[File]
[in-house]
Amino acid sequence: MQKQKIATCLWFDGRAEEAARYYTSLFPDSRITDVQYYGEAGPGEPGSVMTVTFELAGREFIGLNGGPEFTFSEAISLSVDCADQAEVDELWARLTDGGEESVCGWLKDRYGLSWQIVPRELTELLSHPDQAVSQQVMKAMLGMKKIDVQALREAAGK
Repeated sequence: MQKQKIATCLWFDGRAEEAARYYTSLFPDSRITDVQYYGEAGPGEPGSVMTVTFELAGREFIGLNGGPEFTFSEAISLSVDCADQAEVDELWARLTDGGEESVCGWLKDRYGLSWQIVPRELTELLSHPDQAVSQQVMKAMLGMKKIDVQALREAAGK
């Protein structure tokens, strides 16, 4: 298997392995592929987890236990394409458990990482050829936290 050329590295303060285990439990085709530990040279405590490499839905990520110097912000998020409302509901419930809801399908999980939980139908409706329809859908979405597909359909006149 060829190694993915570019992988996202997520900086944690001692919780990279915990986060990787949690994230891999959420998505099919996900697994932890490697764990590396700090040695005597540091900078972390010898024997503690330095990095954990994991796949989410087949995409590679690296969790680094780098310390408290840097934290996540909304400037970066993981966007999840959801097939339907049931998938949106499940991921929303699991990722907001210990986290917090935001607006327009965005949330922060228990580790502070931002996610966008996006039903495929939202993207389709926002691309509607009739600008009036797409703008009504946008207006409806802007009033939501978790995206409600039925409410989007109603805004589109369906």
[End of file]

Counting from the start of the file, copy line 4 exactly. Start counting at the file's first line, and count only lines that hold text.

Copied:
């Protein structure tokens, strides 16, 4: 298997392995592929987890236990394409458990990482050829936290 050329590295303060285990439990085709530990040279405590490499839905990520110097912000998020409302509901419930809801399908999980939980139908409706329809859908979405597909359909006149 060829190694993915570019992988996202997520900086944690001692919780990279915990986060990787949690994230891999959420998505099919996900697994932890490697764990590396700090040695005597540091900078972390010898024997503690330095990095954990994991796949989410087949995409590679690296969790680094780098310390408290840097934290996540909304400037970066993981966007999840959801097939339907049931998938949106499940991921929303699991990722907001210990986290917090935001607006327009965005949330922060228990580790502070931002996610966008996006039903495929939202993207389709926002691309509607009739600008009036797409703008009504946008207006409806802007009033939501978790995206409600039925409410989007109603805004589109369906």